Advertisement
Research Article

Relationships between Body Fat Distribution, Epicardial Fat and Obstructive Sleep Apnea in Obese Patients with and without Metabolic Syndrome

  • Carla Lubrano mail,

    Carla.Lubrano@uniroma1.it

    Affiliation: Department of Experimental Medicine, Section of Medical Physiopathology, Endocrinology and Food Science, University of Rome “Sapienza”, Rome, Italy

    X
  • Maurizio Saponara,

    Affiliation: Head and Neck Department, University of Rome “Sapienza”, Rome, Italy

    X
  • Giuseppe Barbaro,

    Affiliation: Department of Experimental Medicine, Section of Medical Physiopathology, Endocrinology and Food Science, University of Rome “Sapienza”, Rome, Italy

    X
  • Palma Specchia,

    Affiliation: Department of Experimental Medicine, Section of Medical Physiopathology, Endocrinology and Food Science, University of Rome “Sapienza”, Rome, Italy

    X
  • Eliana Addessi,

    Affiliation: Department of Experimental Medicine, Section of Medical Physiopathology, Endocrinology and Food Science, University of Rome “Sapienza”, Rome, Italy

    X
  • Daniela Costantini,

    Affiliation: Department of Experimental Medicine, Section of Medical Physiopathology, Endocrinology and Food Science, University of Rome “Sapienza”, Rome, Italy

    X
  • Marta Tenuta,

    Affiliation: Department of Experimental Medicine, Section of Medical Physiopathology, Endocrinology and Food Science, University of Rome “Sapienza”, Rome, Italy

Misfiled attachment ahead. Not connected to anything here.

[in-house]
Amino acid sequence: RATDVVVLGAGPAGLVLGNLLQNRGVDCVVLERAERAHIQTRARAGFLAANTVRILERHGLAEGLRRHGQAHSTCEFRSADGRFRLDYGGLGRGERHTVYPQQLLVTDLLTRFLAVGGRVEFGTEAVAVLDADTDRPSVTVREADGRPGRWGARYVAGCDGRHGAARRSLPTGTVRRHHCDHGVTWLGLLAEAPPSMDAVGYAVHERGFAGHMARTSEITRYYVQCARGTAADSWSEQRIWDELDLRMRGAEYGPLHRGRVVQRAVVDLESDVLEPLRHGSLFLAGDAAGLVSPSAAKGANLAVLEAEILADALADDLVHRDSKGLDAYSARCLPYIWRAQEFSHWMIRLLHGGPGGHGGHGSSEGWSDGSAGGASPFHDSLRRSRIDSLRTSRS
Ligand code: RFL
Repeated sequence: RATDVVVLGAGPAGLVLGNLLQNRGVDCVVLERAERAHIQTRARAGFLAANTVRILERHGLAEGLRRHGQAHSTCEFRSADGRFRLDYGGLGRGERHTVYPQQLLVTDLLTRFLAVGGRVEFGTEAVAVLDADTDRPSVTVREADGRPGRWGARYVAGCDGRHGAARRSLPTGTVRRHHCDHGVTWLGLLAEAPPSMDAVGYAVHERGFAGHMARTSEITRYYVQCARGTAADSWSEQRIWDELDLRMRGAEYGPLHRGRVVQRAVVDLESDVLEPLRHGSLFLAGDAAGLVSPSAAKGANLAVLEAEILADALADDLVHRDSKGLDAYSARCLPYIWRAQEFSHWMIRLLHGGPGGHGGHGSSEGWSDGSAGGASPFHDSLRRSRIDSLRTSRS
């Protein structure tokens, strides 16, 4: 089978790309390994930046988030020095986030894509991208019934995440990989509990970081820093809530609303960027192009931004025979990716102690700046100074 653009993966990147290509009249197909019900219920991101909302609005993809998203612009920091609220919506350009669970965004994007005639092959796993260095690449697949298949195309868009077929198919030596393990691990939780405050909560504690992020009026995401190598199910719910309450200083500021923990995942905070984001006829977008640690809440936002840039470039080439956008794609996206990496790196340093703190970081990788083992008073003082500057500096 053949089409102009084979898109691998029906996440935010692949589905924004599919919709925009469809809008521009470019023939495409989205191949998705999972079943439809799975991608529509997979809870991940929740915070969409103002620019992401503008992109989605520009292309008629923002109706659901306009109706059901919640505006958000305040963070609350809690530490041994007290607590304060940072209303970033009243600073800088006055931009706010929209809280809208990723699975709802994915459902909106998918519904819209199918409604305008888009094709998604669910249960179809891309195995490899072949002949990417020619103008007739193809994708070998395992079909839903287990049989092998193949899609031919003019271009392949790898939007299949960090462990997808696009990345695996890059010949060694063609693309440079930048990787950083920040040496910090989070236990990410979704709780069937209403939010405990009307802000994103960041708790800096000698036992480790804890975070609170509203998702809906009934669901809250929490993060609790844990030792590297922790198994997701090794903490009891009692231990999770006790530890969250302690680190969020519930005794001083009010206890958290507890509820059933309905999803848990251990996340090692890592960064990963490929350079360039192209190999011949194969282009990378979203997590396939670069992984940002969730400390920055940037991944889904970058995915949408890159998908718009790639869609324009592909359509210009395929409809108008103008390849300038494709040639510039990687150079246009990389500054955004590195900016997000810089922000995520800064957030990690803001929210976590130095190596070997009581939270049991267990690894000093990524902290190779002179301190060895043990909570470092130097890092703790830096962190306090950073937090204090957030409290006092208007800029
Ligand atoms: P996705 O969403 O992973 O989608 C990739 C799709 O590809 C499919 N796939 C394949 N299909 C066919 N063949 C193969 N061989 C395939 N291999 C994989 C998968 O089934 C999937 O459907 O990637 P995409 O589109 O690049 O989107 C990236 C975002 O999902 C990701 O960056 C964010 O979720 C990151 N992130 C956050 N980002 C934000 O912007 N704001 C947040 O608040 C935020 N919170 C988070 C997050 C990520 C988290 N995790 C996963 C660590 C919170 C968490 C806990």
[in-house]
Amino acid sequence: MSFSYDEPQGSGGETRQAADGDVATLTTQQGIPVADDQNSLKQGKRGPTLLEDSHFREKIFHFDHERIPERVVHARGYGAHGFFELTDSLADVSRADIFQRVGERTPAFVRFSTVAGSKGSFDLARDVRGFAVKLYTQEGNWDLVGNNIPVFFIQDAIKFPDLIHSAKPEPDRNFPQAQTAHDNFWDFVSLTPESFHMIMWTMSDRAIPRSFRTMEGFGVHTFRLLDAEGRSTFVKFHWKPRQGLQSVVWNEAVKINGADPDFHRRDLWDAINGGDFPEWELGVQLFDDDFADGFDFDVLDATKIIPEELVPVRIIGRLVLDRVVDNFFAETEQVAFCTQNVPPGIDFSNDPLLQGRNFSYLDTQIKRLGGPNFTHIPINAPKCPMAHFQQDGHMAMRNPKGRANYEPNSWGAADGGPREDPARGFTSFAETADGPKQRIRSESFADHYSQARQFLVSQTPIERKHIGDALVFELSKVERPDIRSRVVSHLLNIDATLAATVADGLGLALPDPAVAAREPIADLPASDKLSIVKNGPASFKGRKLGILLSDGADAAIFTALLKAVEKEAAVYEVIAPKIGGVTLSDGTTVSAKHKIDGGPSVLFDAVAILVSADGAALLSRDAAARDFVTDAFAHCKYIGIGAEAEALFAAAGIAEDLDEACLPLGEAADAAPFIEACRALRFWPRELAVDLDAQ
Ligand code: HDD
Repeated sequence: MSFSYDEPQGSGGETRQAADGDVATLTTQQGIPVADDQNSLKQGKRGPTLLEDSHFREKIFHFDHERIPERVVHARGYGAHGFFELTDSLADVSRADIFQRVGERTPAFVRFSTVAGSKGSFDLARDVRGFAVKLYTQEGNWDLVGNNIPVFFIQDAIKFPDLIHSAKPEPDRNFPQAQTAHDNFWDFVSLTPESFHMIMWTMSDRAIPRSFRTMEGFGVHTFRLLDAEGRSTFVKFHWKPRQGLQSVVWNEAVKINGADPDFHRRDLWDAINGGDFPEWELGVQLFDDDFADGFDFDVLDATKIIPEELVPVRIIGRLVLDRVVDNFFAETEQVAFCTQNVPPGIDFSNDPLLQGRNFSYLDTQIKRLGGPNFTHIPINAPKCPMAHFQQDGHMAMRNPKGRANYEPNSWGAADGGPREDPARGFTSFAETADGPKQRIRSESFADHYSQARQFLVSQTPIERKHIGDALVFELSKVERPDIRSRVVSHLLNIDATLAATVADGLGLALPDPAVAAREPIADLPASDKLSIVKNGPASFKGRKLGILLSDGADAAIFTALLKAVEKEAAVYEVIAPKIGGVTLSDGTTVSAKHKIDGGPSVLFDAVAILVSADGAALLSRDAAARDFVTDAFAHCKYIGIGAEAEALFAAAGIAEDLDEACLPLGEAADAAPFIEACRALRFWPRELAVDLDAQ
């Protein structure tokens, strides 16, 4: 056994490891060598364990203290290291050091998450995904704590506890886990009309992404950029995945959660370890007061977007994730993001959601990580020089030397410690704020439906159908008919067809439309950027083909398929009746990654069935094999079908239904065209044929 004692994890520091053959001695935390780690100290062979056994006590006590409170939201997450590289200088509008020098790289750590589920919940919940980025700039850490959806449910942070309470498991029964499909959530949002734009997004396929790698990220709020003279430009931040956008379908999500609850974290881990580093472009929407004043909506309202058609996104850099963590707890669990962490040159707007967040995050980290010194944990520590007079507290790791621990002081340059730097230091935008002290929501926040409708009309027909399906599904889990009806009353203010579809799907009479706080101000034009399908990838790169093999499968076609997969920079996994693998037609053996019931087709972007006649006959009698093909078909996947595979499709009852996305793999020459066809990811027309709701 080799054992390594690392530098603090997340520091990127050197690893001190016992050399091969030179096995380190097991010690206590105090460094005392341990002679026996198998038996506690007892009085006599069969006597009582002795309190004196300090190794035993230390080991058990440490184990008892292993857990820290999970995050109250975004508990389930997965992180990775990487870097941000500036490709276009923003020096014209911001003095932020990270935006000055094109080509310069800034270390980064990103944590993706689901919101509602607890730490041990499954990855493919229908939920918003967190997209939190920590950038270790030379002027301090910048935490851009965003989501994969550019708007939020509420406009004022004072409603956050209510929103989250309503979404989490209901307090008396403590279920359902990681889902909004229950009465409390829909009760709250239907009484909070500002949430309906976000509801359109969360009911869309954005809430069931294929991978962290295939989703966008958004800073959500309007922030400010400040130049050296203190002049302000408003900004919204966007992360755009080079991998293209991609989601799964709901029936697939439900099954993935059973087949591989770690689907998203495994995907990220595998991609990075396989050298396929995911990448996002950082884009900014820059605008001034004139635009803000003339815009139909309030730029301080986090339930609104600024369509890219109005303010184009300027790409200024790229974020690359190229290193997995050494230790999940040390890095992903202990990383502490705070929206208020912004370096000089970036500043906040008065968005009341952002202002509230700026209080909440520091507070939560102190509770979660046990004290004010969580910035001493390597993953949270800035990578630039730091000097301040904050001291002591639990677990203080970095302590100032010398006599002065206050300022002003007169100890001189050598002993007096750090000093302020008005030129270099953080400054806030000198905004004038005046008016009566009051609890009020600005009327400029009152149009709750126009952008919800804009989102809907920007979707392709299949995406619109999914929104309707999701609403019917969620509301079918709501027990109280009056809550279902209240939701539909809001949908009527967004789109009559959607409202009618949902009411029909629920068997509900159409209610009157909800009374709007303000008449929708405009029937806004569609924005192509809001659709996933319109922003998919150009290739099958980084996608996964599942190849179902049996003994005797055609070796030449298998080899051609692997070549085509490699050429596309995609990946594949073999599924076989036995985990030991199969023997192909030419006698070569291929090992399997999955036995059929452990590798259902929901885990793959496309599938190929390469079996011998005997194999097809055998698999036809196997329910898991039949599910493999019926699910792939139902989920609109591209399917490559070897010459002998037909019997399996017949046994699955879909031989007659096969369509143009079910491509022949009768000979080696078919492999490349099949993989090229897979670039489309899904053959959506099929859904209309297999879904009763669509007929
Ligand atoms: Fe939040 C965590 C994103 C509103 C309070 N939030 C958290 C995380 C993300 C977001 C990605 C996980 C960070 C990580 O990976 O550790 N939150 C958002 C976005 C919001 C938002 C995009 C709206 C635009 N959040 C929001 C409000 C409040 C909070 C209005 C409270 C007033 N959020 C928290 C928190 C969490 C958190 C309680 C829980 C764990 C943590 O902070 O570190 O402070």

X
  • Gabriella Di Lorenzo,

    Affiliation: Department of Experimental Medicine, Section of Medical Physiopathology, Endocrinology and Food Science, University of Rome “Sapienza”, Rome, Italy

    X
  • Giuseppe Genovesi,

    Affiliation: Department of Experimental Medicine, Section of Medical Physiopathology, Endocrinology and Food Science, University of Rome “Sapienza”, Rome, Italy

    X
  • Lorenzo M. Donini,

    Affiliation: Department of Experimental Medicine, Section of Medical Physiopathology, Endocrinology and Food Science, University of Rome “Sapienza”, Rome, Italy

    X
  • Andrea Lenzi,

    Affiliation: Department of Experimental Medicine, Section of Medical Physiopathology, Endocrinology and Food Science, University of Rome “Sapienza”, Rome, Italy

    X
  • Lucio Gnessi

    Affiliation: Department of Experimental Medicine, Section of Medical Physiopathology, Endocrinology and Food Science, University of Rome “Sapienza”, Rome, Italy

    X
  • Published: October 08, 2012
  • DOI: 10.1371/journal.pone.0047059

Abstract

Background